Could You Handle the Brutal New Test Oregon Students Face?

The state’s Smarter Balanced test is a real doozy.

By Ramona DeNies January 15, 2016 Published in the February 2016 issue of Portland Monthly

Shhh! Between spring break and mid-May, Oregon students in third through eighth and 11th grades might be consumed by the state’s new Smarter Balanced tests. The standardized gauntlet of computer-adaptive math problems, base-10 place values, and multitiered reading questions would tax the brains of most adults.

If you want mindboggling, though, consider the politics behind the test.

Start here: the federal No Child Left Behind Act (2002, Dubya—remember?) required schools to meet certain testing benchmarks—particularly among certain student populations—or face sanctions. And then came the Common Core curriculum standards. Developed at the behest of the US Department of Education in 2009 by a Gates Foundation–funded private coalition, Common Core establishes national baselines tied closely to testing and spotting achievement gaps. (Forty-eight states adopted the plan; a few have since unadopted it.) So in 2014, Oregon scrapped its old test, in favor of Smarter Balanced, a set of tests designed with Common Core in mind.

The new tests are, put bluntly, really hard. Scores from last spring were mixed. Many parents opted not to have their kids take the tests, for political or other reasons. Teachers devoted an average of 24 classroom hours to prep work and testing, and a teachers union survey found that 83 percent found the new tests “very disruptive.”)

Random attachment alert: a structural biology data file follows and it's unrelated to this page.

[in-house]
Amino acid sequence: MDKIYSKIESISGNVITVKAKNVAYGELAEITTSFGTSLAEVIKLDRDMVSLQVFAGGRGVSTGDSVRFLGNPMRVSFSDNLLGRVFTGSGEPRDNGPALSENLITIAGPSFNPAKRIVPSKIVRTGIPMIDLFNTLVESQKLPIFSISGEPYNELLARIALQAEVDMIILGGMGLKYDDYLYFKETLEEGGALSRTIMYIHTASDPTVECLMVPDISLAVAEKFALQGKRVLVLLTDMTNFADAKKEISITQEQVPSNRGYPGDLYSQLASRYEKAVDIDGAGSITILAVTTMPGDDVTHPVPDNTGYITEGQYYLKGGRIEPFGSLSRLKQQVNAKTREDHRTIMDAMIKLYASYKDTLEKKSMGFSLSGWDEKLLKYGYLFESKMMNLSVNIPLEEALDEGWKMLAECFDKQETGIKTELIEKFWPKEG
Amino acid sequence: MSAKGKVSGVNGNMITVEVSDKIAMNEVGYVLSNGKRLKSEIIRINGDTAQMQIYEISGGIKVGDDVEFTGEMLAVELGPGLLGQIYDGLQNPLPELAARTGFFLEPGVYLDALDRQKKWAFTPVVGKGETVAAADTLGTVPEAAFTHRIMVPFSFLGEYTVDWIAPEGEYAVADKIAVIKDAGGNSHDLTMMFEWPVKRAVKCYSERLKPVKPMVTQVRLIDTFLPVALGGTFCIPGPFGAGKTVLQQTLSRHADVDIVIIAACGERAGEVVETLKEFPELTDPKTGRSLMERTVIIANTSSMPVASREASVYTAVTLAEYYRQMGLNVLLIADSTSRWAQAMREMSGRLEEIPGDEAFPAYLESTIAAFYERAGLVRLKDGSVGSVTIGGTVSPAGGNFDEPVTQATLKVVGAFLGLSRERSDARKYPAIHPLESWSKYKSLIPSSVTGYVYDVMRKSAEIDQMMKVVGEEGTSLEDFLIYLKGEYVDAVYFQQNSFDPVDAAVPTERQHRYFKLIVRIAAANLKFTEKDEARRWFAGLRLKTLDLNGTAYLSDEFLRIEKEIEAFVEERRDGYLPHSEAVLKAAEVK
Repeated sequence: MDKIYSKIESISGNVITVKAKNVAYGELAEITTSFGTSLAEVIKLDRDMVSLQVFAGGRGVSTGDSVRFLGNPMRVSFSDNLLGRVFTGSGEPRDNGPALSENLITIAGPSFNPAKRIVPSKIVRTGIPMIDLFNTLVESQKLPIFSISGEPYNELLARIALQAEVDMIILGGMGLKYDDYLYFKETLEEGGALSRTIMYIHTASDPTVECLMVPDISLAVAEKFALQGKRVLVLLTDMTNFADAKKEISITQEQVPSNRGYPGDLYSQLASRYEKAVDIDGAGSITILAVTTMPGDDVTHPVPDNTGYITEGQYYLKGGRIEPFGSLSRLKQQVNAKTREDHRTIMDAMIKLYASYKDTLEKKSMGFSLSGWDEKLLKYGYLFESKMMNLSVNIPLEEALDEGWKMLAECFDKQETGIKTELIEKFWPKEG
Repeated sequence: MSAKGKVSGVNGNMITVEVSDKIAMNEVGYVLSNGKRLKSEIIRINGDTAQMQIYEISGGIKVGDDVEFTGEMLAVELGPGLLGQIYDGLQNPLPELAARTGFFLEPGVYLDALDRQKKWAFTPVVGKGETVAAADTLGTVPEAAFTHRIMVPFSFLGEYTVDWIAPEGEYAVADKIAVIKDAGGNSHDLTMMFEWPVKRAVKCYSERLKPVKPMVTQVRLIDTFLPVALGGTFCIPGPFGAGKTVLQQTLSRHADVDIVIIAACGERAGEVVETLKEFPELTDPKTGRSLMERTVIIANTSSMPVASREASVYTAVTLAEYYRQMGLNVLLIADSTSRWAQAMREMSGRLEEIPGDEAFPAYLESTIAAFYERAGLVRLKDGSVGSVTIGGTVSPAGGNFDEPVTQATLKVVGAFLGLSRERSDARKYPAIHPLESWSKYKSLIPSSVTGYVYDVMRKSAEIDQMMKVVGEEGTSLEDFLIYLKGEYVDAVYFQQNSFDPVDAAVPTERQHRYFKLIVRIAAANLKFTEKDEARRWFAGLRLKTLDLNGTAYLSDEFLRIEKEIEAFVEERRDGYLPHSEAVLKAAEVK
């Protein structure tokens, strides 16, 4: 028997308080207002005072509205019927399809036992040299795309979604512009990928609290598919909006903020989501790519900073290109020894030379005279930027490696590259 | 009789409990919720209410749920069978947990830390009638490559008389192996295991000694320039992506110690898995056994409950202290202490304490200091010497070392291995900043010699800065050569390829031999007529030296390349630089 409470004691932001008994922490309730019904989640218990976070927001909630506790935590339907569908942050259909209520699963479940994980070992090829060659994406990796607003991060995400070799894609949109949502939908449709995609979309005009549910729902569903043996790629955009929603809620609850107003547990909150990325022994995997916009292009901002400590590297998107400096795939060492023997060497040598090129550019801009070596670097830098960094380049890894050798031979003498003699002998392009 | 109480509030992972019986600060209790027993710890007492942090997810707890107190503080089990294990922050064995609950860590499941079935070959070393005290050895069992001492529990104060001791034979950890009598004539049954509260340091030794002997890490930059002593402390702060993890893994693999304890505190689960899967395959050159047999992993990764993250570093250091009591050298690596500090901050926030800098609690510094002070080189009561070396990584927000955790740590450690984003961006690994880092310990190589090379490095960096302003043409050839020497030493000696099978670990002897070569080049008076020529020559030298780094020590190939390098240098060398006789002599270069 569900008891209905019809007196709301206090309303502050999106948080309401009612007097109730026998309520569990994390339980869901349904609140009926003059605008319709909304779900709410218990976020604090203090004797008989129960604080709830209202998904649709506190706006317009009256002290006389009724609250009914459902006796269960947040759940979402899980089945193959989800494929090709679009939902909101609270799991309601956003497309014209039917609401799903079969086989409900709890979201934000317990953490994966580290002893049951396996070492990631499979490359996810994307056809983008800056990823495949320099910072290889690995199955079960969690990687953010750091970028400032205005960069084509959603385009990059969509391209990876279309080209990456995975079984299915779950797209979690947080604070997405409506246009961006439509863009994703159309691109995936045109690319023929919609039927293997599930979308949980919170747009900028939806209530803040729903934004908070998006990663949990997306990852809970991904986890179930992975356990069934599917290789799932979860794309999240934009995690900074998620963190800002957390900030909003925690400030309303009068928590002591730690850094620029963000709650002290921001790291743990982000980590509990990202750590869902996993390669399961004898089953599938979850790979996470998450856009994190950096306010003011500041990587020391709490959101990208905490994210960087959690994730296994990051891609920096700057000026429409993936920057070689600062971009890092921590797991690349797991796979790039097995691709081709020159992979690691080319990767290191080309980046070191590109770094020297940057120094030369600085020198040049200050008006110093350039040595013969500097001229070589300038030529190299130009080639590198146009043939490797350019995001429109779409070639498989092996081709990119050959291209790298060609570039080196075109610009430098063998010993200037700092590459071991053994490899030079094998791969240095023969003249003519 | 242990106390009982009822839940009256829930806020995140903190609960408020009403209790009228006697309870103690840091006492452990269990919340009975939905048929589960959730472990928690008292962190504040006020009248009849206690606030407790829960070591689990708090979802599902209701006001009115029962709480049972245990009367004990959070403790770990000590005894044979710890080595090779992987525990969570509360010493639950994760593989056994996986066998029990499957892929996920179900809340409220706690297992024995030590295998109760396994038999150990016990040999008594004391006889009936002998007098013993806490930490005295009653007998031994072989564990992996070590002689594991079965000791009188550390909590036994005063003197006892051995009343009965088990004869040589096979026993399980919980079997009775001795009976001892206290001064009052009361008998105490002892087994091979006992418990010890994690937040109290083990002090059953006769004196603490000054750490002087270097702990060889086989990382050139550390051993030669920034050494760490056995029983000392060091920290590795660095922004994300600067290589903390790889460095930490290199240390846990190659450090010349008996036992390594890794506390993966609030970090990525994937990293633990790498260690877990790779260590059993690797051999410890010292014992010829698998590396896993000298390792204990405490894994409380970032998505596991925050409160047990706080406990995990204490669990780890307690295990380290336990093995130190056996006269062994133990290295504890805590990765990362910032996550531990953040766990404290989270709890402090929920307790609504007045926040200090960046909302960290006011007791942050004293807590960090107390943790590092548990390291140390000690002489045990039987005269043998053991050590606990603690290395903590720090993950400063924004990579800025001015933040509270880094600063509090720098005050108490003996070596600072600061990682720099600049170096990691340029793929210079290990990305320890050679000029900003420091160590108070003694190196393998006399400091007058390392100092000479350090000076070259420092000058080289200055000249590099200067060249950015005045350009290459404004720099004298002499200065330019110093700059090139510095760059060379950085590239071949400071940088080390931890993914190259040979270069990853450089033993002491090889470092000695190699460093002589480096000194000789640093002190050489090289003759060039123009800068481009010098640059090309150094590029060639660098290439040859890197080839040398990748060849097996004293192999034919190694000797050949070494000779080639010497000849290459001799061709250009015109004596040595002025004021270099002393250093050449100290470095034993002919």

Take a yoga breath, because we’re still going: in December, Congress scrapped No Child Left Behind and largely restored authority over underperforming schools to states. Which means that Oregon could rewrite the whole rule book on how and when test results influence school rankings, funding, and intervention.

Meanwhile, students still have to take this thing: below, two questions from the fifth-grade test. Let’s hope everyone gets an A for effort.


0216 schools test rxufkh


Jasmine solves the equation [?]÷ 4 = 363 using this area model.


Which statement explains how Jasmine should solve for the missing number in the model?

  • Jasmine should divide 60 by 4.
  • Jasmine should divide 1200 by 12.
  • Jasmine should multiply 3 times 60.
  • Jasmine should multiply 4 times 60.


Following a 600-word passage titled “A Cure for Carlotta,” students are asked seven
multiple-choice questions. Here are two:

Which of these inferences about Enzio is supported in the text?

  • Enzio resented having to move to America.
  • Enzio felt confident about moving to America.
  • Enzio cared more about fishing than moving to America.
  • Enzio felt a sense of loss thinking about his move to America. 

Which sentence from the text best supports your answer? Select one.

  • “The smell of the sea was familiar and comforting.”
  • “There were more people on board than lived in his entire village back home in Trevilla.”
  • “Enzio clattered down the iron steps to the steerage deck and dove into his bunk.”
  • “Gone was the Mediterranean blue he’d always taken for granted.”
Filed under
Show Comments